Rare in the world of wine can have varying connotations.
It's rare to find a chardonnay from California that is well balanced, when you do, it's rare. Domaine de la Romannée Conti is rare. A 1961 Chateau Petrus (original not Roedenstock) is rare. And in the glitzy world of champagne rare is a vintage from the famed House of Salon. First produced for friends and family back in 1921 the house has only declared a vintage 37 times since then. With a production of less than 4,200 cases per vintage this is about as rare a champagne as you can find. At a recent Christie's auction a single bottle of 1988 sold for five times the estimate. That's rare.
I have no knowledge of what the wine tastes like - I have never been offered a glass nor have I ever found a bottle lying on a retailer's shelf. I have occasionally seen it on-line but when called, the seller made a mistake - 'we don't have it anymore' - likely story, chances are they never did.
The most recent vintage made by Salon is 1999 - to my knowledge they did not declare a vintage since. Each vintage is classically made in the time-honored tradition from grapes sourced from vineyards in Le Mesnil-sur-Oger. This tiny little village has, for centuries, been the font of the greatest chardonnay vines in champagne. The Krug, Clos de Mesnil is uber-famous, so too the few other houses fortunate enough to have relationships with the farmers who own this strip of earth. Salon own 2.5 acres of this rare earth - they call it Jardin de Salon. From this site and vineyards along the Mesnil strip, Salon gather their grapes and disappear into their caves. Ten years after they pressed the grape and made the juice and bottled it then and only then will they release it. Most customers have been a client of the House of Salon for decades - an inheritance passed down by generations. They are the lucky ones - the ones who can own a rarity.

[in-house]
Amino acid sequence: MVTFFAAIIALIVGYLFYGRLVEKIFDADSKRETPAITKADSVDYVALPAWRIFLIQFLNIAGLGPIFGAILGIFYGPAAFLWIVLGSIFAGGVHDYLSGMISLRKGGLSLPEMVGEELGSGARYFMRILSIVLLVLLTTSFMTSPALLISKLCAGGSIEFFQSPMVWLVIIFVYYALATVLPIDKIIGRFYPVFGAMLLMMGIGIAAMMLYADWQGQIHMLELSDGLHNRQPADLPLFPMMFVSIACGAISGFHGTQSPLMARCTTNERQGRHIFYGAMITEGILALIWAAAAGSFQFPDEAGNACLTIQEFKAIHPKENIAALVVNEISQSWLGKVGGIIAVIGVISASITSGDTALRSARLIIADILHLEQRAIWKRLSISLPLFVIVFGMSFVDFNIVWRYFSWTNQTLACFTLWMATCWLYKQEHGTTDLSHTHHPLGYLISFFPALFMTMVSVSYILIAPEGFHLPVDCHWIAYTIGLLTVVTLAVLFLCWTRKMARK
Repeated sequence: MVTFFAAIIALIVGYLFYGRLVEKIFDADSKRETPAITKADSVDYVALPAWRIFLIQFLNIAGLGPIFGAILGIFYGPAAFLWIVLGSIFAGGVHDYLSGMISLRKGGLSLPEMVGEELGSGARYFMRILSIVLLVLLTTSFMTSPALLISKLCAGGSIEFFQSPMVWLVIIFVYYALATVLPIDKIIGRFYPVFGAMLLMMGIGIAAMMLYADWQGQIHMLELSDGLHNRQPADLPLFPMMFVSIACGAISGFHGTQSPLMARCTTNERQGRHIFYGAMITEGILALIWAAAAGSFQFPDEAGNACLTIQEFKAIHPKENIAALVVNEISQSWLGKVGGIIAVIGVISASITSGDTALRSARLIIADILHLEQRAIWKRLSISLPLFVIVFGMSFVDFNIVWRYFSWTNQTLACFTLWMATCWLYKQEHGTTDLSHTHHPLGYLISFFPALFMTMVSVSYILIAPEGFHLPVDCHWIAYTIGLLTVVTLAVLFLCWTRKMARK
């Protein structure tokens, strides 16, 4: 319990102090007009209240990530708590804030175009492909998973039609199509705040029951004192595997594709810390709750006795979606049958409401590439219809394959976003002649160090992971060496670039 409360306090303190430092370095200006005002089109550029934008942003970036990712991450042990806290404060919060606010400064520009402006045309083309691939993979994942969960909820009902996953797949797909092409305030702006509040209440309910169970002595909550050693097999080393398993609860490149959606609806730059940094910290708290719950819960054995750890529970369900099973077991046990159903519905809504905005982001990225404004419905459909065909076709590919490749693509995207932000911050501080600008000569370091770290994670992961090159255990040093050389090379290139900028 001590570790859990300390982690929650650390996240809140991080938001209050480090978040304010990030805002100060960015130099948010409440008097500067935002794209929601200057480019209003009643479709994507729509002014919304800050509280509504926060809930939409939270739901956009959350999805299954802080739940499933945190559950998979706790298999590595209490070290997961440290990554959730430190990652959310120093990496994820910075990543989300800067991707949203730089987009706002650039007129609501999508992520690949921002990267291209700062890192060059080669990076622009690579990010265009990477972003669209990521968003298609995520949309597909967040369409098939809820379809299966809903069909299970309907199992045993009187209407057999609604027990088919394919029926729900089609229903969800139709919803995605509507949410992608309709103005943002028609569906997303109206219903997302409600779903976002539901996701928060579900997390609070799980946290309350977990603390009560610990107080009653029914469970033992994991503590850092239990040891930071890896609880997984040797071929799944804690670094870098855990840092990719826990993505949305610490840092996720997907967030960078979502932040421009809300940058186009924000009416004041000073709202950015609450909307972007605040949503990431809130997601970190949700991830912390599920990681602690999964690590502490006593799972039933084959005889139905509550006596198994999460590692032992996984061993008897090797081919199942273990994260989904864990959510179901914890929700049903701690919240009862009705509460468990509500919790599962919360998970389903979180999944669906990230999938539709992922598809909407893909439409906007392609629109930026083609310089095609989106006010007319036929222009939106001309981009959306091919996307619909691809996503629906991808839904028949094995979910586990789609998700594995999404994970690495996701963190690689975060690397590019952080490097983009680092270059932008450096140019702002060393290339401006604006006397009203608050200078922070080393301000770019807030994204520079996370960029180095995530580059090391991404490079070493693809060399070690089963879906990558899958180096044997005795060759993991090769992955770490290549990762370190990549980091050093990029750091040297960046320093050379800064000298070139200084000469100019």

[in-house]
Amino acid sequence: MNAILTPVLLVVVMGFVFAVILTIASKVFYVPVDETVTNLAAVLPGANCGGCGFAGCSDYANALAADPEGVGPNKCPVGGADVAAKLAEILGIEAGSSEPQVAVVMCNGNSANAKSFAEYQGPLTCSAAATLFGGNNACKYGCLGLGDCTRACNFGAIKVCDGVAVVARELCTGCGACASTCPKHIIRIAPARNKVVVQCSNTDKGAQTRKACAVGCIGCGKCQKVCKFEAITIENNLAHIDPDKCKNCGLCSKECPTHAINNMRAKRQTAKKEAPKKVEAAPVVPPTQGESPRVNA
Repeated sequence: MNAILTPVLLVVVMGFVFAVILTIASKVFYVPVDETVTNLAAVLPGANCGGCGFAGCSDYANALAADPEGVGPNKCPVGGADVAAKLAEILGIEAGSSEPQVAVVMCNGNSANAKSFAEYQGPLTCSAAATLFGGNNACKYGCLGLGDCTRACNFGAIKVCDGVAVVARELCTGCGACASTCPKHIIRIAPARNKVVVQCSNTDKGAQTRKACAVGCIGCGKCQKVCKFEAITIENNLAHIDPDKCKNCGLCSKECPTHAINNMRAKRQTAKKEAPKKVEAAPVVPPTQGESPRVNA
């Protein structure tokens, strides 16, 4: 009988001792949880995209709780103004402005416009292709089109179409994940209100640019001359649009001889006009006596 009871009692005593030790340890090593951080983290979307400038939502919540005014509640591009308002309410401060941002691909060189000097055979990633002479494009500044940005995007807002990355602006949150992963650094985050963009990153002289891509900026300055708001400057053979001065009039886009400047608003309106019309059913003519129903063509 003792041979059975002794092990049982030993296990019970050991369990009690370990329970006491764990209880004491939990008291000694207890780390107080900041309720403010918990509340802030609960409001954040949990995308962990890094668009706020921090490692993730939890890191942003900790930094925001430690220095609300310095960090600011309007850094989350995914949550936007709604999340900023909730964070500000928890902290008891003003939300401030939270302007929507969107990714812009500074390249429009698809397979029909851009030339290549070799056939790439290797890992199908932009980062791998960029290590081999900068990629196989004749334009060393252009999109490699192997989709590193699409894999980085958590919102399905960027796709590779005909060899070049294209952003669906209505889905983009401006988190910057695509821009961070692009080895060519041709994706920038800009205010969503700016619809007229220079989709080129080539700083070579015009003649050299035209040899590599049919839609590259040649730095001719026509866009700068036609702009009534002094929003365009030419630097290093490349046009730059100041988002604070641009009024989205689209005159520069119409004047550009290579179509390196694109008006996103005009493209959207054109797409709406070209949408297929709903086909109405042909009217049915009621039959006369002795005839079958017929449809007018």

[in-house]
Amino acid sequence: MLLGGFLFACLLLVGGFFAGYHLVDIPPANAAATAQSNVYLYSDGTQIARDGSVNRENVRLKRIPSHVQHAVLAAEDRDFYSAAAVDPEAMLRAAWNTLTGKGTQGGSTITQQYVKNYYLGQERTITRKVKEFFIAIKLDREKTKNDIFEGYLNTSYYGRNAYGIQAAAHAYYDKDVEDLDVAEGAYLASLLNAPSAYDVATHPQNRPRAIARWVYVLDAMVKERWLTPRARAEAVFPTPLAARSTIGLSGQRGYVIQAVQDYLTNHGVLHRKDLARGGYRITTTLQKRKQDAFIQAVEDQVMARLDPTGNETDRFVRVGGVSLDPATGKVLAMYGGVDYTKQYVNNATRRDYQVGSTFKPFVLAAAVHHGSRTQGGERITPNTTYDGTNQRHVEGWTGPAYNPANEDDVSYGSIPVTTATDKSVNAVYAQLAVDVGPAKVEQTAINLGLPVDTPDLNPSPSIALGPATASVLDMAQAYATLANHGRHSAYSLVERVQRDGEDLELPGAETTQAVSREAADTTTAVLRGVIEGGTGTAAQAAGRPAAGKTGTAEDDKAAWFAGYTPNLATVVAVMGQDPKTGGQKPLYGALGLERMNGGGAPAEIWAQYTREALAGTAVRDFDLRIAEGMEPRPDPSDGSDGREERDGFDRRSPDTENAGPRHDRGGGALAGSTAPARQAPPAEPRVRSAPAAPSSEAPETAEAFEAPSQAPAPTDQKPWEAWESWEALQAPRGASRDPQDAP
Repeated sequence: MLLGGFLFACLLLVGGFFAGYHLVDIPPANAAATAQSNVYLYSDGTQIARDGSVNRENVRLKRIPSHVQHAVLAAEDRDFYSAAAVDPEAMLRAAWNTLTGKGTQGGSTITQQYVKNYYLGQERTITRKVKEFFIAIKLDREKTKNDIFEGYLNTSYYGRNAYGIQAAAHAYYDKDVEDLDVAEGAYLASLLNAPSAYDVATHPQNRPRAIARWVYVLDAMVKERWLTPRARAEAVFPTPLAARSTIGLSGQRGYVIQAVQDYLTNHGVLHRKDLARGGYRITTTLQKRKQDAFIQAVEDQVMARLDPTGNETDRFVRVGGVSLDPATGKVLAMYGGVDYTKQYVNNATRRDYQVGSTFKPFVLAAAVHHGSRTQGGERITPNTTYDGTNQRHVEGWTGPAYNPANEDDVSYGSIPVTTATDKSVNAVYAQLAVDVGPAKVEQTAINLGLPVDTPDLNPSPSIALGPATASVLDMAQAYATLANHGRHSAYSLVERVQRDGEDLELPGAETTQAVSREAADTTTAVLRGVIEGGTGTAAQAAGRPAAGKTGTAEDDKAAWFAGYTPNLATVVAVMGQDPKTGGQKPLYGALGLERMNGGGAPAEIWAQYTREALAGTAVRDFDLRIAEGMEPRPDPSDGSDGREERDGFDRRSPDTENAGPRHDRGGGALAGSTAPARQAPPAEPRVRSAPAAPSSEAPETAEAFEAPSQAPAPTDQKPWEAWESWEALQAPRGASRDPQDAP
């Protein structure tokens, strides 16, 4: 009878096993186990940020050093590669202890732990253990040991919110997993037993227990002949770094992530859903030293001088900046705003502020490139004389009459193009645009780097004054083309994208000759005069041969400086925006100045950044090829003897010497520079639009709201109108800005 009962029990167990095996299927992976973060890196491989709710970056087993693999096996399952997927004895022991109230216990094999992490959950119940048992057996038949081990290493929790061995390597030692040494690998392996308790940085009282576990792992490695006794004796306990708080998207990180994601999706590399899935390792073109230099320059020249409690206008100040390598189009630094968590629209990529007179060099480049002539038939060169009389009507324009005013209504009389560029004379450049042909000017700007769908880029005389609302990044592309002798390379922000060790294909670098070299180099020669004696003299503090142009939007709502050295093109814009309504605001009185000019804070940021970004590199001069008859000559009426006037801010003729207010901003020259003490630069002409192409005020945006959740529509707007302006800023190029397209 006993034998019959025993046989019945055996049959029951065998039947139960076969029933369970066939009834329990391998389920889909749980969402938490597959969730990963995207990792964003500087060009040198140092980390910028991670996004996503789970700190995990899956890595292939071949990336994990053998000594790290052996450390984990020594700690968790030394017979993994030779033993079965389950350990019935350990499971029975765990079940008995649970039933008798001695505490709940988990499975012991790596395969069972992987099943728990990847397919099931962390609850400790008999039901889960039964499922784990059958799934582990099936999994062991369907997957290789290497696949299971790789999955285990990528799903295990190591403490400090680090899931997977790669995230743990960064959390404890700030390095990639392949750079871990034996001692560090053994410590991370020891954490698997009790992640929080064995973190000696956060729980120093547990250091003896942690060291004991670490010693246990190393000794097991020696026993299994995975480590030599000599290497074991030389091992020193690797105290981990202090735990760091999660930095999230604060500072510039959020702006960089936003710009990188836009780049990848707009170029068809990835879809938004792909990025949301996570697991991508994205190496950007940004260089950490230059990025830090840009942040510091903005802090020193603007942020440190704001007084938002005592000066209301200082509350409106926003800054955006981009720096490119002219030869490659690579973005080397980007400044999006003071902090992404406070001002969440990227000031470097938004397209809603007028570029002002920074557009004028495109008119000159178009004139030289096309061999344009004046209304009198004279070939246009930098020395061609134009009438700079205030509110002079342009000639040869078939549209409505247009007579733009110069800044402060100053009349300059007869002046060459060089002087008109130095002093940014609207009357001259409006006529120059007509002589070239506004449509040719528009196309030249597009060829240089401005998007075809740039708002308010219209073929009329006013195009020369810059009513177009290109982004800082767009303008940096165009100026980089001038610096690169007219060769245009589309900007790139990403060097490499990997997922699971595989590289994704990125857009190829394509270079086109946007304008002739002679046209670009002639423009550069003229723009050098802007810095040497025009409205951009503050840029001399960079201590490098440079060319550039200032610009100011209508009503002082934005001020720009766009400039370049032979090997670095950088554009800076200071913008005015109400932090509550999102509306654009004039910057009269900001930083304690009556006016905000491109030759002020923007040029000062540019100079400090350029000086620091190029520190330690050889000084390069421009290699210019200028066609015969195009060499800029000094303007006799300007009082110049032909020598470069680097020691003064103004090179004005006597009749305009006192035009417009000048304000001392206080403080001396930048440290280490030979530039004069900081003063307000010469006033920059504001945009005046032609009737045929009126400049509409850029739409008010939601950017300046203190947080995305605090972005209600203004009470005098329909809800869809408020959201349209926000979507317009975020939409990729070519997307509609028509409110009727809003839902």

When I returned from the trade show in Italy I spent the next few days sorting out the paperwork and reading through the e-mails. One caught my attention but I will admit it looked like one of those Nigerian Get Poor Quick e-mails. The e-mail offered me Salon, Banc des Blanc, Le Mesnil 1999. But wait...there's more! The offering was for magnums. I researched it a bit but I always knew I was going to buy it. I did and it actually arrived - in its original wooden case. Inside the bottle was pristine and the accompanying literature was all original - I have checked.
So now my offer is this. I can't promise that I can get any more but I am willing to try. If anyone reading this is interested in owning a piece of history, a bottle that if cellared correctly can last at least another 20+ years, a rarity amongst all the dross that's out there, then let me know. If I can I will buy more. The cost will be $750 per magnum, but there are no guarantees. I can guarantee that the wine is direct, ex-cellars to the US importer and it has not been moved from their warehouses since arrival in this country.
I'm going to put mine in a dark corner of my cellar and forget about it...for a few weeks at least. Then I'll spend years trying to figure out when to open it and who to drink it with!
E-mail me if you want to buy a bottle or two, or a case! We can but try to buy a rarity.
Wine at Five. 914-921 5950